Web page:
Open this publication in new window or tab >>Intra- and Inter-Pandemic Variations of Antiviral, Antibiotics and Decongestants in Wastewater Treatment Plants and Receiving Rivers
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2014 (English)In: PLoS ONE, ISSN 1932-6203, E-ISSN 1932-6203, Vol. 9, no 9, article id e108621Article in journal (Refereed) Published
Abstract [en]

The concentration of eleven antibiotics (trimethoprim, oxytetracycline, ciprofloxacin, azithromycin, cefotaxime, doxycycline, sulfamethoxazole, erythromycin, clarithromycin, ofloxacin, norfloxacin), three decongestants (naphazoline, oxymetazoline, xylometazoline) and the antiviral drug oseltamivir's active metabolite, oseltamivir carboxylate (OC), were measured weekly at 21 locations within the River Thames catchment in England during the month of November 2009, the autumnal peak of the influenza A[H1N1]pdm09 pandemic. The aim was to quantify the pharmaceutical response to the pandemic and compare this to drug use during the late pandemic (March 2010) and the inter-pandemic periods (May 2011). A large and small wastewater treatment plant (WWTP) were sampled in November 2009 to understand the differential fate of the analytes in the two WWTPs prior to their entry in the receiving river and to estimate drug users using a wastewater epidemiology approach. Mean hourly OC concentrations in the small and large WWTP's influent were 208 and 350 ng/L (max, 2070 and 550 ng/L, respectively). Erythromycin was the most concentrated antibiotic measured in Benson and Oxford WWTPs influent (max = 6,870 and 2,930 ng/L, respectively). Napthazoline and oxymetazoline were the most frequently detected and concentrated decongestant in the Benson WWTP influent (1650 and 67 ng/L) and effluent (696 and 307 ng/L), respectively, but were below detection in the Oxford WWTP. OC was found in 73% of November 2009's weekly river samples (max = 193 ng/L), but only in 5% and 0% of the late-and inter-pandemic river samples, respectively. The mean river concentration of each antibiotic during the pandemic largely fell between 17-74 ng/L, with clarithromycin (max = 292 ng/L) and erythromycin (max = 448 ng/L) yielding the highest single measure. In general, the concentration and frequency of detecting antibiotics in the river increased during the pandemic. OC was uniquely well-suited for the wastewater epidemiology approach owing to its nature as a prodrug, recalcitrance and temporally-and spatially-resolved prescription statistics.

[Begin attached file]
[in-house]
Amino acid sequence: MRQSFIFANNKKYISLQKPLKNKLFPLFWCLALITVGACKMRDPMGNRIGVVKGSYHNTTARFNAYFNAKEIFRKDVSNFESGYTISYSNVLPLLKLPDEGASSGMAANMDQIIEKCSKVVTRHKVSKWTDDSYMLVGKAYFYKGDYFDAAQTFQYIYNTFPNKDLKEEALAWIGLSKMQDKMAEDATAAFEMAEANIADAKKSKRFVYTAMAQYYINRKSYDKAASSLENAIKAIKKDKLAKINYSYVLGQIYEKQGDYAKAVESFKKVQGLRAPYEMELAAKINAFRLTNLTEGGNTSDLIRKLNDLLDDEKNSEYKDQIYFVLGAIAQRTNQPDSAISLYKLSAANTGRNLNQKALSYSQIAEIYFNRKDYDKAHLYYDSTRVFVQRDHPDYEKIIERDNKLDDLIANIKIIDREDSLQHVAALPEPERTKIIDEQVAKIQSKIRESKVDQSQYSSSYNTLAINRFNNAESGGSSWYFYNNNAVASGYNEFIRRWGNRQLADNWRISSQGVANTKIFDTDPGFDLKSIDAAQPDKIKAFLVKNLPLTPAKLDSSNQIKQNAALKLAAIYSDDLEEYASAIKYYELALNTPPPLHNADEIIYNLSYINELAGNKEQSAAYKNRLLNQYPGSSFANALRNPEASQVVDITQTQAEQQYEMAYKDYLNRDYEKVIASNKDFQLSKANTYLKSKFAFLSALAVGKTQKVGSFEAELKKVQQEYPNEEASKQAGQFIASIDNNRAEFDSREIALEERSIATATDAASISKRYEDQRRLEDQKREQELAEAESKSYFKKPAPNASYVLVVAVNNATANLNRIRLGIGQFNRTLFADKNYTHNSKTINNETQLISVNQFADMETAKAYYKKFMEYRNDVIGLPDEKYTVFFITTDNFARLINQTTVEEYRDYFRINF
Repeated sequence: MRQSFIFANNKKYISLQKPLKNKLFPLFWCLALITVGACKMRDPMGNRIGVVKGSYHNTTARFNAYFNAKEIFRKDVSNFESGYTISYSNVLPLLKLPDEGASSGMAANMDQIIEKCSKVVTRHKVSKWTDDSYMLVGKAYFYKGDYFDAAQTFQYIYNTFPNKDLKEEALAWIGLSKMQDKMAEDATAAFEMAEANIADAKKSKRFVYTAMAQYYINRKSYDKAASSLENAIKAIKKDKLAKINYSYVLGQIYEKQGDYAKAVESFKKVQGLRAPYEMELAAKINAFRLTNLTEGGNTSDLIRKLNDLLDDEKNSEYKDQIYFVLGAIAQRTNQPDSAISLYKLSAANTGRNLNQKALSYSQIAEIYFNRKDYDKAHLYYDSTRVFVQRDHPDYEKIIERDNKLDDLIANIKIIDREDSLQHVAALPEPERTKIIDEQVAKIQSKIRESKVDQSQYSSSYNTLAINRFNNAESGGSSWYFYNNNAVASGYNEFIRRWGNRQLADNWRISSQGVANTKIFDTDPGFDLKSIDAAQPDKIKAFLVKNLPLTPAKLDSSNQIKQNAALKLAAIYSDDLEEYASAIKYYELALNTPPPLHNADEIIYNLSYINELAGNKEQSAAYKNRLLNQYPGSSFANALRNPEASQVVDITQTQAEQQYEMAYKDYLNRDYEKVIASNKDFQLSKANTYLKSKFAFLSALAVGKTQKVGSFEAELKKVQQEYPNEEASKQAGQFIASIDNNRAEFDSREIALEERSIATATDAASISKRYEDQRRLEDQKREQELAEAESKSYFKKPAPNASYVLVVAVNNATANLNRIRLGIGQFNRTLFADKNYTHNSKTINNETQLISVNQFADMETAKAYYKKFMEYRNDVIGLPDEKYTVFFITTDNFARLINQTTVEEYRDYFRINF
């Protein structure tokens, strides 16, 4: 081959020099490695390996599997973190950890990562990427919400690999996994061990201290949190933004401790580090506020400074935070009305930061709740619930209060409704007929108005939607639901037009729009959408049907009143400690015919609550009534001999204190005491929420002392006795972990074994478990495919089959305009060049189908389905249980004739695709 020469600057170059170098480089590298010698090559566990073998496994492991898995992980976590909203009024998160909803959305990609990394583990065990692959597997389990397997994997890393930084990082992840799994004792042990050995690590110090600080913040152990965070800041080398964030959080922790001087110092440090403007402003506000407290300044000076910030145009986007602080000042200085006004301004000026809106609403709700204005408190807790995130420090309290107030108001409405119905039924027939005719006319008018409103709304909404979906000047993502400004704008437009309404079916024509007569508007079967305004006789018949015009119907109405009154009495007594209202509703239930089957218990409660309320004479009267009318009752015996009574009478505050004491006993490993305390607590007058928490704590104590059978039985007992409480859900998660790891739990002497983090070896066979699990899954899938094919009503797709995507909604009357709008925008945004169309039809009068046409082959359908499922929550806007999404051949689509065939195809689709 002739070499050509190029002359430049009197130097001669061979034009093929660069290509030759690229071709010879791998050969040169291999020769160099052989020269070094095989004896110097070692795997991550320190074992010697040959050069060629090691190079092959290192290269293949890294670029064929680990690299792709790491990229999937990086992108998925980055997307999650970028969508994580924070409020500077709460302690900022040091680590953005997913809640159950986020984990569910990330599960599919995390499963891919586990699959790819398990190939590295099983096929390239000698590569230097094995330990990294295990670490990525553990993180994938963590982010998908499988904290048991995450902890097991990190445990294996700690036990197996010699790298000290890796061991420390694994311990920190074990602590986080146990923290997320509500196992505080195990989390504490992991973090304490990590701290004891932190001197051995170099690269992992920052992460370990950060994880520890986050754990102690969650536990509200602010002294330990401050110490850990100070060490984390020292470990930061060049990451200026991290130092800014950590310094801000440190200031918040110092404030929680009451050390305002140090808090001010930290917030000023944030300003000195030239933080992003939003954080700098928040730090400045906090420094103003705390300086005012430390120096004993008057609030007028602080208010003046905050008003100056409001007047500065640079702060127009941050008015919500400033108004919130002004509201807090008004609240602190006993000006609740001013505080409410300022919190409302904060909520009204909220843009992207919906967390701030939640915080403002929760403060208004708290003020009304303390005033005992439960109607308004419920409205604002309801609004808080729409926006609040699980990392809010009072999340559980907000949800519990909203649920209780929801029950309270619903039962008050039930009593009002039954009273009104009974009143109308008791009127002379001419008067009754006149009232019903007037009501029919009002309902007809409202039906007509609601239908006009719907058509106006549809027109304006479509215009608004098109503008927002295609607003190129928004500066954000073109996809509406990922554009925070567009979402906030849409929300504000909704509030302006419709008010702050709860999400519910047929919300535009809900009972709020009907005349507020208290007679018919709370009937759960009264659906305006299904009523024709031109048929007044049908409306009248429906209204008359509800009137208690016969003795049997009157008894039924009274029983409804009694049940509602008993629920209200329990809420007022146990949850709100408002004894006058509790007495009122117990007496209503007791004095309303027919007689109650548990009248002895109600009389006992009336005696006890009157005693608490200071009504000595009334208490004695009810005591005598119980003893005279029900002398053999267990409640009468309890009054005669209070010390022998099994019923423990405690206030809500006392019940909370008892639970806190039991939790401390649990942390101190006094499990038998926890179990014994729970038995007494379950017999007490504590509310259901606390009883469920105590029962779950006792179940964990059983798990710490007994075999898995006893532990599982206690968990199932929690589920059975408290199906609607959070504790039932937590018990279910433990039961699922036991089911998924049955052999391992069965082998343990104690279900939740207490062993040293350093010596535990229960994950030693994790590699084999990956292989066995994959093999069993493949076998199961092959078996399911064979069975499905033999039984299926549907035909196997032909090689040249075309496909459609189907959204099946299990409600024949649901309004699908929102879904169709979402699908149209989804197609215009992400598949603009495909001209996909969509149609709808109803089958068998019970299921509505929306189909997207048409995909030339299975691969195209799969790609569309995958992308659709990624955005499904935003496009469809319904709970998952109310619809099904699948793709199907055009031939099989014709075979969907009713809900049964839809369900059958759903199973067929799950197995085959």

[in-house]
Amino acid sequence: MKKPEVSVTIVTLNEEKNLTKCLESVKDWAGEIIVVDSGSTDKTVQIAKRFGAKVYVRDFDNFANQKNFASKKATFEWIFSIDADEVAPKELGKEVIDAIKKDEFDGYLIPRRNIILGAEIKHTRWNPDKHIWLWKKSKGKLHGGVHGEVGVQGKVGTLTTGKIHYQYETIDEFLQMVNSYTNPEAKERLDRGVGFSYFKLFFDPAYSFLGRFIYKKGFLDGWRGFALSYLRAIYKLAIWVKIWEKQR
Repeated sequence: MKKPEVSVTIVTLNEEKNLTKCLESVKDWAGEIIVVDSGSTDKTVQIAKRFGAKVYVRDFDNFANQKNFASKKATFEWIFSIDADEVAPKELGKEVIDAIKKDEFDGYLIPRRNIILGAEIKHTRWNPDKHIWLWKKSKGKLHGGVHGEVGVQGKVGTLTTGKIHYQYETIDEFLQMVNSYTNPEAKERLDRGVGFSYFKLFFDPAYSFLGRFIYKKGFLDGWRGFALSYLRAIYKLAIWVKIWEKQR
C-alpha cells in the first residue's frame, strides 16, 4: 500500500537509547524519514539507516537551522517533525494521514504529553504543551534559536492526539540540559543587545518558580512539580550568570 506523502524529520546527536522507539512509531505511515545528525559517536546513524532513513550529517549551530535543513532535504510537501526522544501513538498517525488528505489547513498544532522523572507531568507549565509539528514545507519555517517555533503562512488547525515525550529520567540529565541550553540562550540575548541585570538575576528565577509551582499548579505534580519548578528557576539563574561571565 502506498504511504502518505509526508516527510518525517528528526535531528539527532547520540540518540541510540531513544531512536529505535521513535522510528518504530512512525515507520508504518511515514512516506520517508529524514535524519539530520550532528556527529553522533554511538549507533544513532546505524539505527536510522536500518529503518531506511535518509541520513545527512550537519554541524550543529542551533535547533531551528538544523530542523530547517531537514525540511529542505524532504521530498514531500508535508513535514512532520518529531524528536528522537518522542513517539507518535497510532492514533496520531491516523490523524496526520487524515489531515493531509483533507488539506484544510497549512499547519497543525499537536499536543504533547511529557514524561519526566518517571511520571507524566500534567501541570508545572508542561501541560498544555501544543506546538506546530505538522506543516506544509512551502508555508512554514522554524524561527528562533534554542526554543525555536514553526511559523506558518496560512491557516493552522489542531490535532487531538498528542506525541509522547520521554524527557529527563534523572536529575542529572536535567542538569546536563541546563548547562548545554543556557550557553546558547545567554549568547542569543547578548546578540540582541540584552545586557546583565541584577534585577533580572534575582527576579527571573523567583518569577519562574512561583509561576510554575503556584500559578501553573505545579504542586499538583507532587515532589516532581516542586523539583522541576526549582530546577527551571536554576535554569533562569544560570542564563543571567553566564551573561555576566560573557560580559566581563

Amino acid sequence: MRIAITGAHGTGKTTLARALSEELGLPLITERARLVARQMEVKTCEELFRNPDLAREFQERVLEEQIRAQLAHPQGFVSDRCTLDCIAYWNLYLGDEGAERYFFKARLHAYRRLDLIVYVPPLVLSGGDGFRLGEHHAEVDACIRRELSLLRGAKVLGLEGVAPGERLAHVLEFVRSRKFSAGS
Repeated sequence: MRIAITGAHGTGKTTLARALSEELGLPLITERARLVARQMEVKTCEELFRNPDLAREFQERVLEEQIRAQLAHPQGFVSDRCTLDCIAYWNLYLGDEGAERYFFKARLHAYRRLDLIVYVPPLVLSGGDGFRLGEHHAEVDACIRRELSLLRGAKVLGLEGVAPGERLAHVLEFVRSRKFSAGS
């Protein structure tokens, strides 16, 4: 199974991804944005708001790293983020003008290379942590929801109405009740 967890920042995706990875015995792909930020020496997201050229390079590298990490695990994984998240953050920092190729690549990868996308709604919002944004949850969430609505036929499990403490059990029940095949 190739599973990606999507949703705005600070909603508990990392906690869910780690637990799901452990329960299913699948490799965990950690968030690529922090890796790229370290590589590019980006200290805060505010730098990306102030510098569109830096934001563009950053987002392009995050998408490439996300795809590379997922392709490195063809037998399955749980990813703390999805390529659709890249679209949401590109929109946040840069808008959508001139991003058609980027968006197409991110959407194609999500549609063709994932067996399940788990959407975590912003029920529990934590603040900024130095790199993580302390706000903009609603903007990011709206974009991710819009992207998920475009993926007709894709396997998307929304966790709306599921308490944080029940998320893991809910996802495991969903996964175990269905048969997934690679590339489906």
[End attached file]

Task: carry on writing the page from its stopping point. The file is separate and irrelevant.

National Category
Environmental Sciences
Research subject
Natural Science
Identifiers
urn:nbn:se:lnu:diva-39263 (URN)10.1371/journal.pone.0108621 (DOI)000344862300098 ()2-s2.0-84907584501 (Scopus ID)
Available from: 2015-01-20 Created: 2015-01-20 Last updated: 2017-12-05Bibliographically approved